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January 13, 2014 | By Cindy Carcamo
AKELA FLATS, N.M. - Each year, Emily Haozous joins other Fort Sill Apache tribal members in a mountain spirit dance in Oklahoma. But the spirits they pay tribute to and invoke for power and protection belong to a mountain more than 600 miles to the west, in the tribe's ancestral homeland in southwestern New Mexico. More than a century ago, Apaches with lineage to Geronimo were driven from New Mexico and taken as prisoners of war before eventually being released in Oklahoma. Now, the tribe's 700-plus members want to return to the yucca-speckled desert town of Akela Flats.
January 10, 2014 | By Timothy M. Phelps
WASHINGTON - In the three weeks since a federal judge told Utah gays they had a constitutional right to marry, the issue of whether such a right exists in the state has pingponged from a federal appeals court to the U.S. Supreme Court, the state attorney general, the governor and, Friday, the U.S. attorney general. Atty. Gen. Eric H. Holder Jr. announced that the federal government would recognize the more than 1,300 same-sex marriages that took place in Utah during the past three weeks, meaning those couples will be able to file joint federal tax returns and be eligible for hundreds of other legal rights and obligations.
January 10, 2014 | By Patrick McGreevy and Melanie Mason
SACRAMENTO - Immigrants who are in California illegally should have access to health insurance through a state version of the Affordable Care Act, the head of the Legislature's Latino caucus said Friday. State Sen. Ricardo Lara (D-Bell Gardens) said immigration status should be irrelevant if the goal of the federal law is to provide coverage to the uninsured, so he will introduce legislation to involve the state in providing coverage to those in the country illegally. "Immigration status shouldn't bar individuals from health coverage, especially since their taxes contribute to the growth of our economy," Lara said.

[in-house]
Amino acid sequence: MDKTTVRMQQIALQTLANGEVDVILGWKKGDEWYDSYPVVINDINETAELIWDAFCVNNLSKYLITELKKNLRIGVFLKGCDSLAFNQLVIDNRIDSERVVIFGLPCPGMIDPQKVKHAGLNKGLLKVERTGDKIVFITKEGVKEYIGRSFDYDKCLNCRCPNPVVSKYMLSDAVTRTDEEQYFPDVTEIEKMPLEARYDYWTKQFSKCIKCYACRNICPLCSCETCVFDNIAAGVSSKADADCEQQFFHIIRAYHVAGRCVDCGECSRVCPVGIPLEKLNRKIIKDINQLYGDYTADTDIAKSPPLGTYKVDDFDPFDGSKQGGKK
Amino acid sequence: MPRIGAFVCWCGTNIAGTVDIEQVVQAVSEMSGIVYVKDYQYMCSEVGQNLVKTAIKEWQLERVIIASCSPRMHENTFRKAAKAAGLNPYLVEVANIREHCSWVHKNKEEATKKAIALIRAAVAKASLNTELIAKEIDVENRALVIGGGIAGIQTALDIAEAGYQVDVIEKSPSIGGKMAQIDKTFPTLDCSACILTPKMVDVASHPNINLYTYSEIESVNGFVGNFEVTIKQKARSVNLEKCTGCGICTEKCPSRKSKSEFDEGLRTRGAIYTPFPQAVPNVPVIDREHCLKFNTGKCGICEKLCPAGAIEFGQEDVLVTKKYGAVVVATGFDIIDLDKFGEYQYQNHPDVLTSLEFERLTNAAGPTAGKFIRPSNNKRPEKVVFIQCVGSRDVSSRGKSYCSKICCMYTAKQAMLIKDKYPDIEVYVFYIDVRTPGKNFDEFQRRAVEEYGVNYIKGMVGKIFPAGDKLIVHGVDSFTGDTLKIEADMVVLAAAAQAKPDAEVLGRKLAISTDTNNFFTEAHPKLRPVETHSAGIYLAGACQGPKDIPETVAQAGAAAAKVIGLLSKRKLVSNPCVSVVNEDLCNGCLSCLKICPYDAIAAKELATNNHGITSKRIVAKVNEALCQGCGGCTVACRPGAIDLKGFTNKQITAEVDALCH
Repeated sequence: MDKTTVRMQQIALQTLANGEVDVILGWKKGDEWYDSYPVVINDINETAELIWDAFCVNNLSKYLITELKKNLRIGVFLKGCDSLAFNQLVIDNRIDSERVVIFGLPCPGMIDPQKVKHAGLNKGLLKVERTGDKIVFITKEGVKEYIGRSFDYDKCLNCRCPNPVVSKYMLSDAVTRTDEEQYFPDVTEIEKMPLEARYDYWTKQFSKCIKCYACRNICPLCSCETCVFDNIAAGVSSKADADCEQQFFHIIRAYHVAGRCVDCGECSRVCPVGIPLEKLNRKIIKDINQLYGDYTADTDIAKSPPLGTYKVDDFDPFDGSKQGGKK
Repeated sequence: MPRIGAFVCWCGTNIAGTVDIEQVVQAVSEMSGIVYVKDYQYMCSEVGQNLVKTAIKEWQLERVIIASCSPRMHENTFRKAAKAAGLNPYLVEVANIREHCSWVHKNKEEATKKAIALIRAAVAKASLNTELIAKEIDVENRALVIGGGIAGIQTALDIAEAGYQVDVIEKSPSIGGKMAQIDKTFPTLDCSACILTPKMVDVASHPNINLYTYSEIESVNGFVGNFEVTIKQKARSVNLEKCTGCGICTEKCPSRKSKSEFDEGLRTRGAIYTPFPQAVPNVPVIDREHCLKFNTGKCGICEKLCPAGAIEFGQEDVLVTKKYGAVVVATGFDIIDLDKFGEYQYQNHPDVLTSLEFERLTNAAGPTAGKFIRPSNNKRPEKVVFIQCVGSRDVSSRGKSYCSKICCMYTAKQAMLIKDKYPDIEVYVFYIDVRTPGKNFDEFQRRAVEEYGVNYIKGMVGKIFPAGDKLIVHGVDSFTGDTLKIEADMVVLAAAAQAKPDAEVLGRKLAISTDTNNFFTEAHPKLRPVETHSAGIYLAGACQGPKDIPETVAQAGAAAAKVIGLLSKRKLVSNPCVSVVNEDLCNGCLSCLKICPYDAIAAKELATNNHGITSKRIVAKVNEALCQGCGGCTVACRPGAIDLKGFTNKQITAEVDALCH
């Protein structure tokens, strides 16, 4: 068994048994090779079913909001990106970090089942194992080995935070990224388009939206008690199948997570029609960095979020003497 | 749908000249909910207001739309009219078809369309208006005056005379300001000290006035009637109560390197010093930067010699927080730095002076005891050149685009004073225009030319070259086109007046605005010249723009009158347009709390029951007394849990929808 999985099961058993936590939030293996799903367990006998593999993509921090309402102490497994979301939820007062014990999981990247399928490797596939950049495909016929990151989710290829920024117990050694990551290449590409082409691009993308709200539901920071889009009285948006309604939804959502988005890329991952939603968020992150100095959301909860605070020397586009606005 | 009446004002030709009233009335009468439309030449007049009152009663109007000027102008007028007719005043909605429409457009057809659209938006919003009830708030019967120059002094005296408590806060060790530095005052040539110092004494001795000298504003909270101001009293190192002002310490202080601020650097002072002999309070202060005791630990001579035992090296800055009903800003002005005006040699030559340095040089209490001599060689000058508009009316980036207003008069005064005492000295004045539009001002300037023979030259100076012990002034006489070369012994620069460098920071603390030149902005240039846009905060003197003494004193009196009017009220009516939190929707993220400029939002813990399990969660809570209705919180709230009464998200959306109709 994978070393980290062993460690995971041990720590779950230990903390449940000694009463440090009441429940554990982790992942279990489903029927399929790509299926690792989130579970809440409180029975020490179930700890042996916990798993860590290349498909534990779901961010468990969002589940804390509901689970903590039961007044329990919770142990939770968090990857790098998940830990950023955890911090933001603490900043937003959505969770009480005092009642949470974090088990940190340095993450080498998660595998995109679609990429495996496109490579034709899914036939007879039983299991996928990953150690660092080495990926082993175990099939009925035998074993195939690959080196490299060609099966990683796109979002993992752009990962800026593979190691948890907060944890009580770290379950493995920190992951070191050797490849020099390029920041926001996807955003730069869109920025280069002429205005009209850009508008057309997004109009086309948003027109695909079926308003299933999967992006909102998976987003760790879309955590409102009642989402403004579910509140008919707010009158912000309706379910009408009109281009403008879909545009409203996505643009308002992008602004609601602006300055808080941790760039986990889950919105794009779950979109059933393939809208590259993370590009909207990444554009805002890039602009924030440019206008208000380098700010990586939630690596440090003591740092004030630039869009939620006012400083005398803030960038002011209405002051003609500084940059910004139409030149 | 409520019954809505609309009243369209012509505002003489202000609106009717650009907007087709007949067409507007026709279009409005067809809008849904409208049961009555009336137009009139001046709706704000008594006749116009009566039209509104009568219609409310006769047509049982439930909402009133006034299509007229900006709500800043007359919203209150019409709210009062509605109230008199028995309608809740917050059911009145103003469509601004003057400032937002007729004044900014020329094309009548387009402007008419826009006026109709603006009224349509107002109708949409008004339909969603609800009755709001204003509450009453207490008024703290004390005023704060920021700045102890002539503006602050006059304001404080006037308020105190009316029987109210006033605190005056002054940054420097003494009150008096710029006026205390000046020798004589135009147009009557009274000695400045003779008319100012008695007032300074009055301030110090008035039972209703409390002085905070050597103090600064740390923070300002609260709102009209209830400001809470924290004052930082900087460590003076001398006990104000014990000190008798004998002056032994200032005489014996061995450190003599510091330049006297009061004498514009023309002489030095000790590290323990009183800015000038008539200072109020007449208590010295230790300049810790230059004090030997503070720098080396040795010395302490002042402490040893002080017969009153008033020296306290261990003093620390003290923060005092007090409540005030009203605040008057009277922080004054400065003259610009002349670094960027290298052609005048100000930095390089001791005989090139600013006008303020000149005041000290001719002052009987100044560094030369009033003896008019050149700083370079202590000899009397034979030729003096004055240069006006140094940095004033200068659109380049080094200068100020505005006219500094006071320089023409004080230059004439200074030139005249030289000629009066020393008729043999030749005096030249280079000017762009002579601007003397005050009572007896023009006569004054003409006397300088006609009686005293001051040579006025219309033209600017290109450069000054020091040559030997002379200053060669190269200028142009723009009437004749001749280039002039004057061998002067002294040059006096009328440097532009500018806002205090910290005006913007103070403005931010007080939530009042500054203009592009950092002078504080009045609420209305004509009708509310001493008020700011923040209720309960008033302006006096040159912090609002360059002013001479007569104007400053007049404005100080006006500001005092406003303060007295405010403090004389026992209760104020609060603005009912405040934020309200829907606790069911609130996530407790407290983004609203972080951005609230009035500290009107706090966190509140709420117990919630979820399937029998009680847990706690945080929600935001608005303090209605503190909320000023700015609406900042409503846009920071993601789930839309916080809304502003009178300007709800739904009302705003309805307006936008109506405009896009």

January 10, 2014 | By Soumya Karlamangla
A new flow of money to a handful of low-income Los Angeles neighborhoods could cause the areas to gentrify and squeeze out the poor who live there, according to experts reacting to news that the city has been included in a special federal anti-poverty program. The White House announced this week -- marking the 50th anniversary of the launch of President Johnson's War on Poverty -- that five areas in the country would be designated "Promise Zones," pushing them to the top of the list for federal grants and making them test sites for President Obama's new poverty reduction initiative.
January 9, 2014 | By Richard Fausset and Cecilia Sanchez
MEXICO CITY - Nearly seven in 10 Mexican city dwellers believe that crime has rendered their cities unsafe, according to a new poll that underscores the ongoing challenge facing President Enrique Peña Nieto, who took office more than a year ago promising to beat back the lawlessness that affects law-abiding Mexicans. The December poll was released late Wednesday and is the second of its kind to be produced by Mexico's National Institute of Statistics and Geography. [Link in Spanish]